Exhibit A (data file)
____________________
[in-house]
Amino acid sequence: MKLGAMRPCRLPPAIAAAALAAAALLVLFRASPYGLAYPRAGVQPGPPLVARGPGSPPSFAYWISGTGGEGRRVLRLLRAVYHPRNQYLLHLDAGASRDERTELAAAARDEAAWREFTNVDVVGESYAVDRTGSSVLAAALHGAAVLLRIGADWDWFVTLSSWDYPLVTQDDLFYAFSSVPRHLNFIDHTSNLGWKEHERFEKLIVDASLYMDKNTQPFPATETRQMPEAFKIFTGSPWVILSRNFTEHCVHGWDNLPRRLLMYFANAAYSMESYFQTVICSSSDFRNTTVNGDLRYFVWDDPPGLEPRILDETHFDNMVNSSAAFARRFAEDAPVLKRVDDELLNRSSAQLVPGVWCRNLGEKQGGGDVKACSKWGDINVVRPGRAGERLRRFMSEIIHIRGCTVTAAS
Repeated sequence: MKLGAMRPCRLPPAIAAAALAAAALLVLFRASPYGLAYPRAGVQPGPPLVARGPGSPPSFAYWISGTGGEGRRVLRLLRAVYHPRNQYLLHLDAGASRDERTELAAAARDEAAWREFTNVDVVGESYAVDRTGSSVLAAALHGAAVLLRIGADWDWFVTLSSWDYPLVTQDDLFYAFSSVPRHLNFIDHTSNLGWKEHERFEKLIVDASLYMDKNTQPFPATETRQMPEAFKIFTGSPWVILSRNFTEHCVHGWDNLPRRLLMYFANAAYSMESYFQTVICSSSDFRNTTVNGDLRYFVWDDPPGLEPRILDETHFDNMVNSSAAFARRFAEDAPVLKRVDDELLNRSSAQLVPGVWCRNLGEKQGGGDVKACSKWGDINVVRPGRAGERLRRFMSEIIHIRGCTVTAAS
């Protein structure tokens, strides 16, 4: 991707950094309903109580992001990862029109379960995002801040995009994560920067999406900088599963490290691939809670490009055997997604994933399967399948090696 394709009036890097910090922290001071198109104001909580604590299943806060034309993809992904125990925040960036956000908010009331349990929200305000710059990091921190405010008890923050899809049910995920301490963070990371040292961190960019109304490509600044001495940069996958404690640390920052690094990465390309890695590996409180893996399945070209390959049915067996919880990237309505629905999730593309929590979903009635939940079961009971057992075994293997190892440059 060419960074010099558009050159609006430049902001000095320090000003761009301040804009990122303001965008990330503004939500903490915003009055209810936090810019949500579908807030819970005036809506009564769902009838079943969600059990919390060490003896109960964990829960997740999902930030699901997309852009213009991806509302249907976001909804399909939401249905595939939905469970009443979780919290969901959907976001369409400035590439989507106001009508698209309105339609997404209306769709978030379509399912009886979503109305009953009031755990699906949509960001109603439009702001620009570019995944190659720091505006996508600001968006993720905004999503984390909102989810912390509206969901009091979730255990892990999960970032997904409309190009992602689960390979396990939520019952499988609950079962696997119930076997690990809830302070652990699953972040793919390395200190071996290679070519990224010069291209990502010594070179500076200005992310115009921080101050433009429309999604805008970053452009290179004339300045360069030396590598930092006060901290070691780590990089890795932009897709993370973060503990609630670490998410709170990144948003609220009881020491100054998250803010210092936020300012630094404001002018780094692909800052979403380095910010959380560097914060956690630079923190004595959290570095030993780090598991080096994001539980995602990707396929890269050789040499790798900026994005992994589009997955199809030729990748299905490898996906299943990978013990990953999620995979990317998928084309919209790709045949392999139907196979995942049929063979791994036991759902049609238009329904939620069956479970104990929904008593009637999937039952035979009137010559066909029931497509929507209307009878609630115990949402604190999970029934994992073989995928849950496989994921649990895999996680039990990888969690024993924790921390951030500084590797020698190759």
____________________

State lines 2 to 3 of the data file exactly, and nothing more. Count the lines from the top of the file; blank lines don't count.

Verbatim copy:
Amino acid sequence: MKLGAMRPCRLPPAIAAAALAAAALLVLFRASPYGLAYPRAGVQPGPPLVARGPGSPPSFAYWISGTGGEGRRVLRLLRAVYHPRNQYLLHLDAGASRDERTELAAAARDEAAWREFTNVDVVGESYAVDRTGSSVLAAALHGAAVLLRIGADWDWFVTLSSWDYPLVTQDDLFYAFSSVPRHLNFIDHTSNLGWKEHERFEKLIVDASLYMDKNTQPFPATETRQMPEAFKIFTGSPWVILSRNFTEHCVHGWDNLPRRLLMYFANAAYSMESYFQTVICSSSDFRNTTVNGDLRYFVWDDPPGLEPRILDETHFDNMVNSSAAFARRFAEDAPVLKRVDDELLNRSSAQLVPGVWCRNLGEKQGGGDVKACSKWGDINVVRPGRAGERLRRFMSEIIHIRGCTVTAAS
Repeated sequence: MKLGAMRPCRLPPAIAAAALAAAALLVLFRASPYGLAYPRAGVQPGPPLVARGPGSPPSFAYWISGTGGEGRRVLRLLRAVYHPRNQYLLHLDAGASRDERTELAAAARDEAAWREFTNVDVVGESYAVDRTGSSVLAAALHGAAVLLRIGADWDWFVTLSSWDYPLVTQDDLFYAFSSVPRHLNFIDHTSNLGWKEHERFEKLIVDASLYMDKNTQPFPATETRQMPEAFKIFTGSPWVILSRNFTEHCVHGWDNLPRRLLMYFANAAYSMESYFQTVICSSSDFRNTTVNGDLRYFVWDDPPGLEPRILDETHFDNMVNSSAAFARRFAEDAPVLKRVDDELLNRSSAQLVPGVWCRNLGEKQGGGDVKACSKWGDINVVRPGRAGERLRRFMSEIIHIRGCTVTAAS